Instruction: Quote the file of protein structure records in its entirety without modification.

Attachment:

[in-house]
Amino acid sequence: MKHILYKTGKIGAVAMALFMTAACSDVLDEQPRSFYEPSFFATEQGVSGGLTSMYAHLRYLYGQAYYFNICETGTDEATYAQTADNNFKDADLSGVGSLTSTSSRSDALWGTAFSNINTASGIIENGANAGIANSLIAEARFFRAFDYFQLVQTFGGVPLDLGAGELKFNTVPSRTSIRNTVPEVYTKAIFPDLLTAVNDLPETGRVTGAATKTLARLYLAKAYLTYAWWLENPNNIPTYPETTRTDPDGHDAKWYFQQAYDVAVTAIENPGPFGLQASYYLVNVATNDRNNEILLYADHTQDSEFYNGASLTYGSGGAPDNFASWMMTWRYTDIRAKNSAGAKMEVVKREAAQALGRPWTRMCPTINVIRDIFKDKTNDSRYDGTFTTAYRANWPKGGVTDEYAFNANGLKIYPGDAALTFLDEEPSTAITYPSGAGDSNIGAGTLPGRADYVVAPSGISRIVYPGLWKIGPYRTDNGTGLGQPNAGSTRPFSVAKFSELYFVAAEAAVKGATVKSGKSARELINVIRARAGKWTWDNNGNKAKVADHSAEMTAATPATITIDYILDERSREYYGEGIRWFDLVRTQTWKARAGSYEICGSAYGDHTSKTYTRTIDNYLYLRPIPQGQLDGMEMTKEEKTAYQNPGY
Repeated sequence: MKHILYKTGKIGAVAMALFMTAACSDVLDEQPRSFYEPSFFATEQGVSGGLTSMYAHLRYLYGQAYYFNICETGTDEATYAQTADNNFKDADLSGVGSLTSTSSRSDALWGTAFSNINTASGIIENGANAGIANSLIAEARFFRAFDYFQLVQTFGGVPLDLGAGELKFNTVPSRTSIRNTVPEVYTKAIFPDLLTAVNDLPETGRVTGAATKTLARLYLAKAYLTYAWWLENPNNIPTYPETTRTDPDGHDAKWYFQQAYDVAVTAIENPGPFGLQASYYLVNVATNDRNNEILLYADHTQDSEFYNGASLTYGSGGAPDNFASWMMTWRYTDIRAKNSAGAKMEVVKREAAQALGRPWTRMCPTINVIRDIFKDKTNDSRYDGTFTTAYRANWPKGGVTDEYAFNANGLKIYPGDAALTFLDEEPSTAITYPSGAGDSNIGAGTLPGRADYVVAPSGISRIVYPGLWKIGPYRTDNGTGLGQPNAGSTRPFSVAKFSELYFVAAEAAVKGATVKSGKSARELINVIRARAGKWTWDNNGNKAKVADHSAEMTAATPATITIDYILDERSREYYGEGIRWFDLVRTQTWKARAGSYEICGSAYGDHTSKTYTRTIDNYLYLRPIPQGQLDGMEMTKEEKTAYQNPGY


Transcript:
[in-house]
Amino acid sequence: MKHILYKTGKIGAVAMALFMTAACSDVLDEQPRSFYEPSFFATEQGVSGGLTSMYAHLRYLYGQAYYFNICETGTDEATYAQTADNNFKDADLSGVGSLTSTSSRSDALWGTAFSNINTASGIIENGANAGIANSLIAEARFFRAFDYFQLVQTFGGVPLDLGAGELKFNTVPSRTSIRNTVPEVYTKAIFPDLLTAVNDLPETGRVTGAATKTLARLYLAKAYLTYAWWLENPNNIPTYPETTRTDPDGHDAKWYFQQAYDVAVTAIENPGPFGLQASYYLVNVATNDRNNEILLYADHTQDSEFYNGASLTYGSGGAPDNFASWMMTWRYTDIRAKNSAGAKMEVVKREAAQALGRPWTRMCPTINVIRDIFKDKTNDSRYDGTFTTAYRANWPKGGVTDEYAFNANGLKIYPGDAALTFLDEEPSTAITYPSGAGDSNIGAGTLPGRADYVVAPSGISRIVYPGLWKIGPYRTDNGTGLGQPNAGSTRPFSVAKFSELYFVAAEAAVKGATVKSGKSARELINVIRARAGKWTWDNNGNKAKVADHSAEMTAATPATITIDYILDERSREYYGEGIRWFDLVRTQTWKARAGSYEICGSAYGDHTSKTYTRTIDNYLYLRPIPQGQLDGMEMTKEEKTAYQNPGY
Repeated sequence: MKHILYKTGKIGAVAMALFMTAACSDVLDEQPRSFYEPSFFATEQGVSGGLTSMYAHLRYLYGQAYYFNICETGTDEATYAQTADNNFKDADLSGVGSLTSTSSRSDALWGTAFSNINTASGIIENGANAGIANSLIAEARFFRAFDYFQLVQTFGGVPLDLGAGELKFNTVPSRTSIRNTVPEVYTKAIFPDLLTAVNDLPETGRVTGAATKTLARLYLAKAYLTYAWWLENPNNIPTYPETTRTDPDGHDAKWYFQQAYDVAVTAIENPGPFGLQASYYLVNVATNDRNNEILLYADHTQDSEFYNGASLTYGSGGAPDNFASWMMTWRYTDIRAKNSAGAKMEVVKREAAQALGRPWTRMCPTINVIRDIFKDKTNDSRYDGTFTTAYRANWPKGGVTDEYAFNANGLKIYPGDAALTFLDEEPSTAITYPSGAGDSNIGAGTLPGRADYVVAPSGISRIVYPGLWKIGPYRTDNGTGLGQPNAGSTRPFSVAKFSELYFVAAEAAVKGATVKSGKSARELINVIRARAGKWTWDNNGNKAKVADHSAEMTAATPATITIDYILDERSREYYGEGIRWFDLVRTQTWKARAGSYEICGSAYGDHTSKTYTRTIDNYLYLRPIPQGQLDGMEMTKEEKTAYQNPGY